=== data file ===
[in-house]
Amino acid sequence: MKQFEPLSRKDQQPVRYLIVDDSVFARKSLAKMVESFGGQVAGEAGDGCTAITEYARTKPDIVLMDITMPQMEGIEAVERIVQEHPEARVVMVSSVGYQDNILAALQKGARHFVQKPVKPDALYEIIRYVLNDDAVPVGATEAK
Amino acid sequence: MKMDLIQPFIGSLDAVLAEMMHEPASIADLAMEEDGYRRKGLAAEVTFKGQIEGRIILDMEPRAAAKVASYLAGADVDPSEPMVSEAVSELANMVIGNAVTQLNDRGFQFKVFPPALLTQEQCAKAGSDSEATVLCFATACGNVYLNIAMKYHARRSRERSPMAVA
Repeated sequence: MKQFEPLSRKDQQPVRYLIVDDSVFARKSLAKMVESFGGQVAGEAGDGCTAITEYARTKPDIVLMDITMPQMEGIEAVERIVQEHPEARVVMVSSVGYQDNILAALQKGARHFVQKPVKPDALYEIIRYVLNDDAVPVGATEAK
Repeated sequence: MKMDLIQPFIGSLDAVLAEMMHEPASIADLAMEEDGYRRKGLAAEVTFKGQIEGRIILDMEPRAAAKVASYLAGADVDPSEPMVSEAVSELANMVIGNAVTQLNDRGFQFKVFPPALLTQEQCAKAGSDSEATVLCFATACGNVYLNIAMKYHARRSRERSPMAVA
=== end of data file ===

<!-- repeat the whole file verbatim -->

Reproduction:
[in-house]
Amino acid sequence: MKQFEPLSRKDQQPVRYLIVDDSVFARKSLAKMVESFGGQVAGEAGDGCTAITEYARTKPDIVLMDITMPQMEGIEAVERIVQEHPEARVVMVSSVGYQDNILAALQKGARHFVQKPVKPDALYEIIRYVLNDDAVPVGATEAK
Amino acid sequence: MKMDLIQPFIGSLDAVLAEMMHEPASIADLAMEEDGYRRKGLAAEVTFKGQIEGRIILDMEPRAAAKVASYLAGADVDPSEPMVSEAVSELANMVIGNAVTQLNDRGFQFKVFPPALLTQEQCAKAGSDSEATVLCFATACGNVYLNIAMKYHARRSRERSPMAVA
Repeated sequence: MKQFEPLSRKDQQPVRYLIVDDSVFARKSLAKMVESFGGQVAGEAGDGCTAITEYARTKPDIVLMDITMPQMEGIEAVERIVQEHPEARVVMVSSVGYQDNILAALQKGARHFVQKPVKPDALYEIIRYVLNDDAVPVGATEAK
Repeated sequence: MKMDLIQPFIGSLDAVLAEMMHEPASIADLAMEEDGYRRKGLAAEVTFKGQIEGRIILDMEPRAAAKVASYLAGADVDPSEPMVSEAVSELANMVIGNAVTQLNDRGFQFKVFPPALLTQEQCAKAGSDSEATVLCFATACGNVYLNIAMKYHARRSRERSPMAVA